This vision document is organized around five scientific grand challenge themes that emerged from the large pool of data collected from the community. In addition to highlighting new research frontiers and opportunities, the document identifies critical gaps/needs that are holding back research progress. It also expresses the importance of interdisciplinary research and societal engagement, and defines promising paths – including infrastructure – that can enable major advances in the next decade and beyond.

The document is available here:

Note that the document pdf is relatively low resolution for accessibility. The final product will be available as both a higher resolution pdf and hard copy.

The feedback form can be accessed at:

On this form, you will be asked three specific questions:

Q1: Are there any factual errors or better examples that can be used to illustrate the Grand Challenges?

Q2: Are there any important needs and requirements to make progress that you think are missing?

Q3: What elements do you think are most important in the “Achieving the vision” section (Chapter 6)?

Public comment by any interested scientist is open through October 1. After that deadline, the writing committee will address the comments and finalize the document by early November. If you have any other feedback or overarching comments, you can also contact the Writing Committee Co-chairs Kate Huntington ( and Keith Klepeis ( via email.

AGU Town Hall – Future of Tectonics Report

Dear Colleagues,

Please join us for a town hall at AGU to learn about and participate in a community effort to draft a report on “Future Directions in Tectonics”. All members and fans of the tectonics community, broadly defined, are welcome.

The town hall is on Thursday December 15 in Moscone West 2011, 12:30-1:30 pm. Please join for as much of it as you can.

The goal of the town hall is to share the status, timeline, process, and goals of a community-wide effort to draft a report that will describe research opportunities and needs in the broad field of Tectonics. The report, which will be completed by May in 2017, will communicate the goals, needs, and relevance of Tectonics research to funding agencies, colleagues, and non-specialist audiences. It’s overarching goal will be to benefit the entire community while avoiding being prescriptive of any particular branch of Tectonics. To do this it will: (1) identify some key challenges and opportunities for significant advances in this broad field; (2) define and prioritize the resources, technologies, partnerships, and infrastructure our community needs to make scientific progress; and (3) develop a vision to build and strengthen our community, including finding new ways to maximize the educational and societal benefits of our work and to communicate and enhance our impact.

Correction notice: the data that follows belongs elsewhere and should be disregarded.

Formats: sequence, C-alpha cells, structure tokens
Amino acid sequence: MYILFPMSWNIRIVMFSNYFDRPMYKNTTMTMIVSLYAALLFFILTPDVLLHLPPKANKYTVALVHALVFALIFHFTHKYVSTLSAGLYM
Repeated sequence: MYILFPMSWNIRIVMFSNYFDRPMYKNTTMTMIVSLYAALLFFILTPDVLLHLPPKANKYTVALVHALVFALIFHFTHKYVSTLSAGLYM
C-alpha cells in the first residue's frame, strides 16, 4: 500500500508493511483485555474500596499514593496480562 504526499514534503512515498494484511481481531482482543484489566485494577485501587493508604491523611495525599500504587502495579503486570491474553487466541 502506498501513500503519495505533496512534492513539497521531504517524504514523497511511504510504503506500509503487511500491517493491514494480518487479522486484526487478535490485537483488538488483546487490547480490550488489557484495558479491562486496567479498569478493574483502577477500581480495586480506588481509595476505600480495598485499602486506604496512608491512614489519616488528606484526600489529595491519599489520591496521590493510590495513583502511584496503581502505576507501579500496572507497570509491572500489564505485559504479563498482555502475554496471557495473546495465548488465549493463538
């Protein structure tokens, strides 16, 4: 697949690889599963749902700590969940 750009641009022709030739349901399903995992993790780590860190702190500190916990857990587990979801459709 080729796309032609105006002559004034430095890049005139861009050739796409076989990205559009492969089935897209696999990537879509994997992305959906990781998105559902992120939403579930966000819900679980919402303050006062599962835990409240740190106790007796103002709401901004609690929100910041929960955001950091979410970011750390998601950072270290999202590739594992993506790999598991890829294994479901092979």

The AGU town hall is one of several public forums and opportunities that will continue the conversation over the next few months (another Town Hall was held at GSA in September, followed by an online survey). After a summary of the process and our progress to date we will ask you to participate in a focused group activity designed to gather input on what is needed to advance our community’s intellectual, educational and societal goals.